Fun vs func vs function


#1

Being new to Kotlin and having read several code examples to better understand this language that I rather like, I repeatedly find it strange to see a function definition starting with the keyword “fun”. I know writing code in Kotlin is productive and fun, but seeing the word “fun” appear so often in Kotlin code is distracting and reduces code readability.

“Programs must be written for people to read, and only incidentally for machines to execute.” ― Harold Abelson, Structure and Interpretation of Computer Programs.

Using keyword “fun” to define a function does not make it easier to read the code; it arguably makes it harder as “fun” is a misleading / distracting keyword to most English speakers (IMHO) in the context of program source code. “function” would make it very clear what is being defined, just like the keyword “class” is used in Kotlin to define a class. The proposed keyword “function” could be shortened to “func”, but why shorten it further to “fun”?

“fun” is rather low on the list of appropriate abbreviations for the word “function”. See http://www.abbreviations.com/abbreviation/function

Using “function”’ as a keyword instead of “fun”, fits in rather naturally with other keywords in Kotlin such as “package”, “class”, and “object”.

It just seems like an unfortunate oversight, given the use of words like “object” and “class”, that “function” was overlooked as a keyword in Kotlin.

Has the ship sailed on this request, or could it be accommodated in a future release?

Thanks,

Werner


#2

This ship has sailed many years ago. Introducing any new keyword is a major breaking change that will affect a huge amount of existing code, and we know for sure that Kotlin can be used very successfully with its existing set of keywords.


#3

This is not a stable version of Kotlin, and no compatibility guarantees
are given here: in the future previews of 1.1, syntax, APIs, command-line
switches and anything else may be changed.

Since Kotlin 1.1 allows changes that will break backwards compatibility, changing keyword fun could at least be considered for the next major release, right?. One could deprecate keyword “fun”, but still allow it in 1.1 code, while supporting the new improved replacement. Kotlin is still a young language, it is the right time to make small but important changes to it.

To me it us just poor style to take a word from the English dictionary, in this case the word “function”, and abbreviate it to another word “fun” that is also a proper English word and defined in the English dictionary. The meanings of “function:” and “fun” in the English dictionary are worlds apart and have nothing in common. Again, to me, this makes it highly confusion to read Kotlin code.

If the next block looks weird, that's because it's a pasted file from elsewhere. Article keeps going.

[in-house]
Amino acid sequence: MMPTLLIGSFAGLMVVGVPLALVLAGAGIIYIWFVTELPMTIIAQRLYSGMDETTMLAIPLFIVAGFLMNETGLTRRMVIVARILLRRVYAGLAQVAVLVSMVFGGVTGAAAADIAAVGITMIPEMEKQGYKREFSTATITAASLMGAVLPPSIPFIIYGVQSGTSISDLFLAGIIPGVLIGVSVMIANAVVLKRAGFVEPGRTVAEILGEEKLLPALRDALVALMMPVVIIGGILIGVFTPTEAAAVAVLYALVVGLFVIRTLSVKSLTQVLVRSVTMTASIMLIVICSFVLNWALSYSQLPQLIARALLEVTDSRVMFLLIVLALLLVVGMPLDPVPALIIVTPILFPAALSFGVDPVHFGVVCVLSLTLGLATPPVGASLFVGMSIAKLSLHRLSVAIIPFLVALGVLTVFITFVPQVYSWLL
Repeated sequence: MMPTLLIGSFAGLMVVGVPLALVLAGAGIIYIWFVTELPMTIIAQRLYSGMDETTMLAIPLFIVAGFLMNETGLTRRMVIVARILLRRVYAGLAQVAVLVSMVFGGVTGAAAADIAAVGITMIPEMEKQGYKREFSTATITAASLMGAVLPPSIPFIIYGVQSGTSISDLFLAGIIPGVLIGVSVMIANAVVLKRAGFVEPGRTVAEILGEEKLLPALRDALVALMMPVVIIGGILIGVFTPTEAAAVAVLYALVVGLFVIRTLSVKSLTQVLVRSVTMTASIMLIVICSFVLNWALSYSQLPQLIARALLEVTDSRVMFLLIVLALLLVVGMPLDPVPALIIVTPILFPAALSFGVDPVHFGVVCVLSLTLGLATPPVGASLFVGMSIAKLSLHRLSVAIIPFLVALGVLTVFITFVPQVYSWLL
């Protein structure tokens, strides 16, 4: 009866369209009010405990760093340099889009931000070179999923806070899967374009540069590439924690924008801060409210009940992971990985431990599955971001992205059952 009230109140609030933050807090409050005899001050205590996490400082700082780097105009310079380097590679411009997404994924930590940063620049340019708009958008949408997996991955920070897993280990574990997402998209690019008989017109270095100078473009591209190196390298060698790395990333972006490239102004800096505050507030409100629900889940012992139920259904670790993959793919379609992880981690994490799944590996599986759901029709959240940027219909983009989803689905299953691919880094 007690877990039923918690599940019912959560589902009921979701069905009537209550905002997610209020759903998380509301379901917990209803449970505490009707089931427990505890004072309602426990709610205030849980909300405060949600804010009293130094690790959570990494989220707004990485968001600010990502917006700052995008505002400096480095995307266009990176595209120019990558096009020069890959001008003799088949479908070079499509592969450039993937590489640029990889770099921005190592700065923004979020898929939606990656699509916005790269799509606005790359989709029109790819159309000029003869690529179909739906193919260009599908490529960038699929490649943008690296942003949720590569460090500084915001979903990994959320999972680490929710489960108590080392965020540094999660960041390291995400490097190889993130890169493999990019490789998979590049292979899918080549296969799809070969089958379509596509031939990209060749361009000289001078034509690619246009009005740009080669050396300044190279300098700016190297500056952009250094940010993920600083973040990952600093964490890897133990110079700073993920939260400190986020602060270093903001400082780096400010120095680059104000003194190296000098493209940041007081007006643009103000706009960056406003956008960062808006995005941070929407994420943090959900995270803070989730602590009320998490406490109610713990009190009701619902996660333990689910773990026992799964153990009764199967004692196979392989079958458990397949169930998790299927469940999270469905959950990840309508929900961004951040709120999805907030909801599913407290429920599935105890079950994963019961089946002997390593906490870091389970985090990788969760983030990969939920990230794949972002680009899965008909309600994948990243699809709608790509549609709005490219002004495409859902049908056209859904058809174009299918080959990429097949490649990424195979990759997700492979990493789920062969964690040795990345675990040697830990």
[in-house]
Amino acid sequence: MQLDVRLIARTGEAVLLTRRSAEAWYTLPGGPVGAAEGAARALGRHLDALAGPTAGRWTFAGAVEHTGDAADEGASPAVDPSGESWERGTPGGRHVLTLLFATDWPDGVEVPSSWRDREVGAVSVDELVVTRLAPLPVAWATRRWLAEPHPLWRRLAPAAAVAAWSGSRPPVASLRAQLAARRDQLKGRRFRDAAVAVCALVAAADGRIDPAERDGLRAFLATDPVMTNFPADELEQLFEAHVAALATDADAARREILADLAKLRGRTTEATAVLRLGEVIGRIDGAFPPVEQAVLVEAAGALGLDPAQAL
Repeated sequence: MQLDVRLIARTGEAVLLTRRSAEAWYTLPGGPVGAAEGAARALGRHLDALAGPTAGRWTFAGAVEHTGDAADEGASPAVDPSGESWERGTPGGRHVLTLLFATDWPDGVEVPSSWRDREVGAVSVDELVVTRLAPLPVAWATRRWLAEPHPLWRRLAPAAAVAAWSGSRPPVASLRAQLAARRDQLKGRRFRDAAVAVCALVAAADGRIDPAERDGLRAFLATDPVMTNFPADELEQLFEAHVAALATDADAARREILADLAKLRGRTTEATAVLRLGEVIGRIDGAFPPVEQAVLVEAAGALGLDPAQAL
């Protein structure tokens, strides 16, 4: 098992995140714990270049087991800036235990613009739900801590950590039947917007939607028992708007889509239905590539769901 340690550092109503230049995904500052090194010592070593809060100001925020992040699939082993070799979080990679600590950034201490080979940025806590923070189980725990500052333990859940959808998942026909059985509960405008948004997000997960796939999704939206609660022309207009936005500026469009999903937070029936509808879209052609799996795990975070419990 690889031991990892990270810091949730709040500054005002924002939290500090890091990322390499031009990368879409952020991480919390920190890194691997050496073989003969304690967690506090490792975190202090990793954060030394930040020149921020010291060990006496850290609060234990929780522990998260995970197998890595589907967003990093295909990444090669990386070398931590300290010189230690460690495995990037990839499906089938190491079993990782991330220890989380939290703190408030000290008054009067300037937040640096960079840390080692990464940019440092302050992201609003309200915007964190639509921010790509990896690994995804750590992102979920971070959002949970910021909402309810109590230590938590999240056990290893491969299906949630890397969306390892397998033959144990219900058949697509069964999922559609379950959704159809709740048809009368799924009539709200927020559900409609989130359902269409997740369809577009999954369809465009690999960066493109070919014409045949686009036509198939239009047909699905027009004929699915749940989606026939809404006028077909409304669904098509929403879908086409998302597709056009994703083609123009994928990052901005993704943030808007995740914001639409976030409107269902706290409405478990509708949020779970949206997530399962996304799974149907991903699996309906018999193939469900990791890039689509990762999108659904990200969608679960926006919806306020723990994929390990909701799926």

Rust abbreviates function to fn, Swift uses abbreviation func, and Ceylon just uses function without abbreviating it.

I think many people will be happy to use “func” as an abbreviation for function. Could this enhancement be incorporated in the Kotlin 1.1 release?

Thanks,

Werner


#4

I found the word fun irritating at first, too. I’d still prefer func, but you get used to fun. It is really not a big deal.


#5

fun already appeared in ML more than 40 years ago https://en.wikipedia.org/wiki/ML_(programming_language)


#6

The meaning of this statement is that newer builds of Kotlin 1.1 may break backwards compatibility with features introduced in earlier preview builds of Kotlin 1.1. We have no plans or intention of breaking compatibility with Kotlin 1.0. The fun keyword was introduced long before Kotlin 1.1.

Once again: Kotlin has been used, successfully, by tens of thousands of developers, who did not see any problems with our choice of keywords and do not find Kotlin code to be confusing to read. We appreciate your feedback, but we do not believe that changing one of the most commonly used keywords in the language would be an improvement or an enhancement.


#7

There even is one upside to the keyword fun over the other alternatives - it has the same number of characters as val and var, making classes just a tad more readable because all the names for properties and functions start on the same column.


#8

It’s a small but beautiful thing to see everything line up so perfectly. The visual combination of that and right-hand types is strangely satisfying to me.


#9

“package”, “class”, and “object” are all okay to have the higher lengths because they’re used relatively rarely. Functions are one if the most commonly created things, so their keyword should be shorter (the old “rule” that common things should be shorter). I would be fine with “func”, but it’s too late. But “fun” is fine. Better than “def” in Python, which is considered a very readable language.


#10

What about fn in Rust ? I think no need to change to function or longer word, fun in Kotlin or def in Scala is just fine


#11

I think that fun its really what we need)


#12

Those who don’t like the fun keyword (if there are still some, one year later) may just avoid it:

val add: (Int, Int) -> Int = { x, y -> x + y }

println(add(2, 3))

#13

That looks more like a 'lamb' rather than a 'fun' :sunglasses:


#14

Kotlin is fun :grin:


#15

Even more fun without 'fun':

val add: (Int) -> (Int) -> Int = { x -> { y -> x + y } 

println(add(2)(3))